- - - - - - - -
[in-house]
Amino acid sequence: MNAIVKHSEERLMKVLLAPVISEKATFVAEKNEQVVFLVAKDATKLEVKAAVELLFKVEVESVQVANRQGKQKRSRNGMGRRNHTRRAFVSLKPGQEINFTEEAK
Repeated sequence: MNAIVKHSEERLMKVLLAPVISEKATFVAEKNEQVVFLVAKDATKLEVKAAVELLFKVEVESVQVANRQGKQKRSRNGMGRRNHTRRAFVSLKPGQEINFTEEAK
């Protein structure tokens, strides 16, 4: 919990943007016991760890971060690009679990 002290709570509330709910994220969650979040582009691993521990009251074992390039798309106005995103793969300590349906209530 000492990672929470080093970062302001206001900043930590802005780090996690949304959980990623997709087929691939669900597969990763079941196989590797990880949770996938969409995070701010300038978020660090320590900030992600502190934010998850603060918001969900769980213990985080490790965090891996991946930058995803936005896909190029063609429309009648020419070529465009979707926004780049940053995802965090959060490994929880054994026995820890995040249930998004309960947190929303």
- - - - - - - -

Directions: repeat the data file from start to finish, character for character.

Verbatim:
[in-house]
Amino acid sequence: MNAIVKHSEERLMKVLLAPVISEKATFVAEKNEQVVFLVAKDATKLEVKAAVELLFKVEVESVQVANRQGKQKRSRNGMGRRNHTRRAFVSLKPGQEINFTEEAK
Repeated sequence: MNAIVKHSEERLMKVLLAPVISEKATFVAEKNEQVVFLVAKDATKLEVKAAVELLFKVEVESVQVANRQGKQKRSRNGMGRRNHTRRAFVSLKPGQEINFTEEAK
């Protein structure tokens, strides 16, 4: 919990943007016991760890971060690009679990 002290709570509330709910994220969650979040582009691993521990009251074992390039798309106005995103793969300590349906209530 000492990672929470080093970062302001206001900043930590802005780090996690949304959980990623997709087929691939669900597969990763079941196989590797990880949770996938969409995070701010300038978020660090320590900030992600502190934010998850603060918001969900769980213990985080490790965090891996991946930058995803936005896909190029063609429309009648020419070529465009979707926004780049940053995802965090959060490994929880054994026995820890995040249930998004309960947190929303």